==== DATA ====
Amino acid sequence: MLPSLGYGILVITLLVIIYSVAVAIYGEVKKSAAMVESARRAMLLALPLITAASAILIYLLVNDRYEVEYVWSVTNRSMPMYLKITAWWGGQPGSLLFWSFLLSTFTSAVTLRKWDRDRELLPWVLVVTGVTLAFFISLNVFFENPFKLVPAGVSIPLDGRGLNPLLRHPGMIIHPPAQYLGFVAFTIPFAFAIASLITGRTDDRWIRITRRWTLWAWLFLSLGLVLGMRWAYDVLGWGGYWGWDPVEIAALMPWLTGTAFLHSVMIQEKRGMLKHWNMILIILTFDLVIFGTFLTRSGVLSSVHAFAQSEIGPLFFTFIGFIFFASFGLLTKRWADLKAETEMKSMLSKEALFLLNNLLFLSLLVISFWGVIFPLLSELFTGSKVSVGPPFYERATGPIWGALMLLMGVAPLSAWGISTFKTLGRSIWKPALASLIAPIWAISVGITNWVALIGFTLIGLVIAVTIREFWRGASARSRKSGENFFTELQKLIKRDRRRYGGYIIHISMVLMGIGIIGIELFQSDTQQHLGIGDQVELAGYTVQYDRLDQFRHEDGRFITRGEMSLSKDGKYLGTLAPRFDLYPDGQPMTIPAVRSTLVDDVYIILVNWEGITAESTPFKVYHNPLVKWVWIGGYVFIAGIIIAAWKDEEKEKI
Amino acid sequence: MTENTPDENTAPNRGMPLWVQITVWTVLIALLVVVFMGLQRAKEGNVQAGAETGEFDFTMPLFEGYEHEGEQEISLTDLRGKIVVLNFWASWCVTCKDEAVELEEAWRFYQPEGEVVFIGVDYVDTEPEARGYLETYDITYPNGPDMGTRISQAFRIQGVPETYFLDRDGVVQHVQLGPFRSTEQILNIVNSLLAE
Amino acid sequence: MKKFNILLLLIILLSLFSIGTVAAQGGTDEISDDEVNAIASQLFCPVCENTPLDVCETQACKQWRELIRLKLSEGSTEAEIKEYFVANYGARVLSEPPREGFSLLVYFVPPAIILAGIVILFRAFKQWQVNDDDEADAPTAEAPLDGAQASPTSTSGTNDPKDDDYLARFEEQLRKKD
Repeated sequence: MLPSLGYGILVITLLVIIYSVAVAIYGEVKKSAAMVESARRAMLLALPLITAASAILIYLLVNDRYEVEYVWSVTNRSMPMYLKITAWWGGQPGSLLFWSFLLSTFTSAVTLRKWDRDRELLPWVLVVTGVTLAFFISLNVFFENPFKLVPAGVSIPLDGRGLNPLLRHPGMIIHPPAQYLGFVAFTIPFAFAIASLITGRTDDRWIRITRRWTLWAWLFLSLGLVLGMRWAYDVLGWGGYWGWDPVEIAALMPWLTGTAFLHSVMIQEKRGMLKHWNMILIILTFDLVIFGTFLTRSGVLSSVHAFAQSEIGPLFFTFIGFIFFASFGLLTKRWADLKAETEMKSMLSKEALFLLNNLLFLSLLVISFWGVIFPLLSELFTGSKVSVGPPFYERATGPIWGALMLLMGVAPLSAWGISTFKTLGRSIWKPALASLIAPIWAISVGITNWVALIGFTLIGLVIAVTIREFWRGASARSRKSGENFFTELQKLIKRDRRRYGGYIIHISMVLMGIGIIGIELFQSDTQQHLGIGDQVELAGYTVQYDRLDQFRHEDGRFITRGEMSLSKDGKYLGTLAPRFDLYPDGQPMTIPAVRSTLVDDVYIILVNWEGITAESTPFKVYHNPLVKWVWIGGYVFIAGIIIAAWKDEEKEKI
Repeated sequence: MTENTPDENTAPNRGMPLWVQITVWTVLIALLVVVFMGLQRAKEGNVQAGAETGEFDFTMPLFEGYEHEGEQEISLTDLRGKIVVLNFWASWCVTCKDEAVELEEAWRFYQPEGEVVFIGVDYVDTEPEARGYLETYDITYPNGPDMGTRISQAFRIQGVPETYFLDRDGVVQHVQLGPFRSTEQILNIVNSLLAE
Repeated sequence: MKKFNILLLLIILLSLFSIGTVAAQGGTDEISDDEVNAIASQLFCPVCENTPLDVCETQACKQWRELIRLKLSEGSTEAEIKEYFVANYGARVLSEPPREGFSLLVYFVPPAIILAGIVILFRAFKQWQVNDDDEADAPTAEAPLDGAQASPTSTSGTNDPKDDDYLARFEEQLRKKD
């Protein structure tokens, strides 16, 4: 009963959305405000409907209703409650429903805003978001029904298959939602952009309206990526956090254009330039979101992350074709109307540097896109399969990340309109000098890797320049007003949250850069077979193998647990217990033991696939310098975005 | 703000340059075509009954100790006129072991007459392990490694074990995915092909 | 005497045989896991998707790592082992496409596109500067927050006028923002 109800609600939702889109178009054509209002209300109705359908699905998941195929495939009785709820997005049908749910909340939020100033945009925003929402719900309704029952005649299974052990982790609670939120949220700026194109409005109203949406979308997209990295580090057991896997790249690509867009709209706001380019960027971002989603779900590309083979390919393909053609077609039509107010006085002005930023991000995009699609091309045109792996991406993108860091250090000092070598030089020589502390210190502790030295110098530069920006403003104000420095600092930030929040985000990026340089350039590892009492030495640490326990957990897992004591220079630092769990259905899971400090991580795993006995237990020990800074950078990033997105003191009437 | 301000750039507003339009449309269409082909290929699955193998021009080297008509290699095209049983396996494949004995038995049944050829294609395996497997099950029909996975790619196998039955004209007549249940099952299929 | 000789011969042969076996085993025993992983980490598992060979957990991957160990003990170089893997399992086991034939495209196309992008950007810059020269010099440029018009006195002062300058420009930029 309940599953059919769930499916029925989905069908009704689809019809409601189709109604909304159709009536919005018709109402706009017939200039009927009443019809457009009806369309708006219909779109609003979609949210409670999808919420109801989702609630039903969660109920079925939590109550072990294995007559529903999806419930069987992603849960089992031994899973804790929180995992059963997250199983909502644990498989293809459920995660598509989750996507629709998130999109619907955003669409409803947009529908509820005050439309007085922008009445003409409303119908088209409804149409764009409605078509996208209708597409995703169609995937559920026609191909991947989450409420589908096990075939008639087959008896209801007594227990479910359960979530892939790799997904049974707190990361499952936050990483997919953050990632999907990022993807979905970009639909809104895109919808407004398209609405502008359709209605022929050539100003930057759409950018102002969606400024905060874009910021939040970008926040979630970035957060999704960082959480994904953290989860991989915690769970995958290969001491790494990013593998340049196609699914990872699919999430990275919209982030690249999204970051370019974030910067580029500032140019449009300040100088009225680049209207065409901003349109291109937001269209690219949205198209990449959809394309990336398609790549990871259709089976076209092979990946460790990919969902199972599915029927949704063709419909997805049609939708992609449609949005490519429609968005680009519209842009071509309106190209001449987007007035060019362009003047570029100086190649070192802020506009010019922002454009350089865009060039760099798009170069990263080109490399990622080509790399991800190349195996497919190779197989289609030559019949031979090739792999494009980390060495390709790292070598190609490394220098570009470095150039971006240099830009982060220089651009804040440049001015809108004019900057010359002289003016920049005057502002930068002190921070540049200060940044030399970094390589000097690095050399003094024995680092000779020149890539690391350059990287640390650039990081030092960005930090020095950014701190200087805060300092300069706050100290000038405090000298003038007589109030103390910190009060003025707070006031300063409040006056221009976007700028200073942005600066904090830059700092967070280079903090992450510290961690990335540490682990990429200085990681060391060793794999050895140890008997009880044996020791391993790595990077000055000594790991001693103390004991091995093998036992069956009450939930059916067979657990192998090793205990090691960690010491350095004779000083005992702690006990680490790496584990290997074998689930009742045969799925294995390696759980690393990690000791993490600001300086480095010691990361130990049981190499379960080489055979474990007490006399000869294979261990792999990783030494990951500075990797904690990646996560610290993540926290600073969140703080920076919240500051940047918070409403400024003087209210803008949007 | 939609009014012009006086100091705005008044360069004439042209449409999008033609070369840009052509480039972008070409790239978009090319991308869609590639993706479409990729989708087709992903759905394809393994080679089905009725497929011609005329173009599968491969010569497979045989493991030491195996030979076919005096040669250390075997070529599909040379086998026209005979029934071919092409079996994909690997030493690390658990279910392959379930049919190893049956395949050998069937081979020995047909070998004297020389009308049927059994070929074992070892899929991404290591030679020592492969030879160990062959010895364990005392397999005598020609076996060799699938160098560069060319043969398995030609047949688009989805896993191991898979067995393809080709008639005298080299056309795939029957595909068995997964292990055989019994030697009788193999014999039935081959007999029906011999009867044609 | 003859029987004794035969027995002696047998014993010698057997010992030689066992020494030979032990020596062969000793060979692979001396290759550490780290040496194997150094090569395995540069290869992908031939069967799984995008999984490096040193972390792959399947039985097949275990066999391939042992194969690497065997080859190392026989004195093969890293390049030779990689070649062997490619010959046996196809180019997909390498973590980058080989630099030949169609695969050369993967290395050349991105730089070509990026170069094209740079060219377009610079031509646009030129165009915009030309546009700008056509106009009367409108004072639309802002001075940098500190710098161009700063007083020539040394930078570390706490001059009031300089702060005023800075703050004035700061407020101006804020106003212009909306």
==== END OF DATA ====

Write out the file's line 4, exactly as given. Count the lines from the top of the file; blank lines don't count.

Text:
Repeated sequence: MLPSLGYGILVITLLVIIYSVAVAIYGEVKKSAAMVESARRAMLLALPLITAASAILIYLLVNDRYEVEYVWSVTNRSMPMYLKITAWWGGQPGSLLFWSFLLSTFTSAVTLRKWDRDRELLPWVLVVTGVTLAFFISLNVFFENPFKLVPAGVSIPLDGRGLNPLLRHPGMIIHPPAQYLGFVAFTIPFAFAIASLITGRTDDRWIRITRRWTLWAWLFLSLGLVLGMRWAYDVLGWGGYWGWDPVEIAALMPWLTGTAFLHSVMIQEKRGMLKHWNMILIILTFDLVIFGTFLTRSGVLSSVHAFAQSEIGPLFFTFIGFIFFASFGLLTKRWADLKAETEMKSMLSKEALFLLNNLLFLSLLVISFWGVIFPLLSELFTGSKVSVGPPFYERATGPIWGALMLLMGVAPLSAWGISTFKTLGRSIWKPALASLIAPIWAISVGITNWVALIGFTLIGLVIAVTIREFWRGASARSRKSGENFFTELQKLIKRDRRRYGGYIIHISMVLMGIGIIGIELFQSDTQQHLGIGDQVELAGYTVQYDRLDQFRHEDGRFITRGEMSLSKDGKYLGTLAPRFDLYPDGQPMTIPAVRSTLVDDVYIILVNWEGITAESTPFKVYHNPLVKWVWIGGYVFIAGIIIAAWKDEEKEKI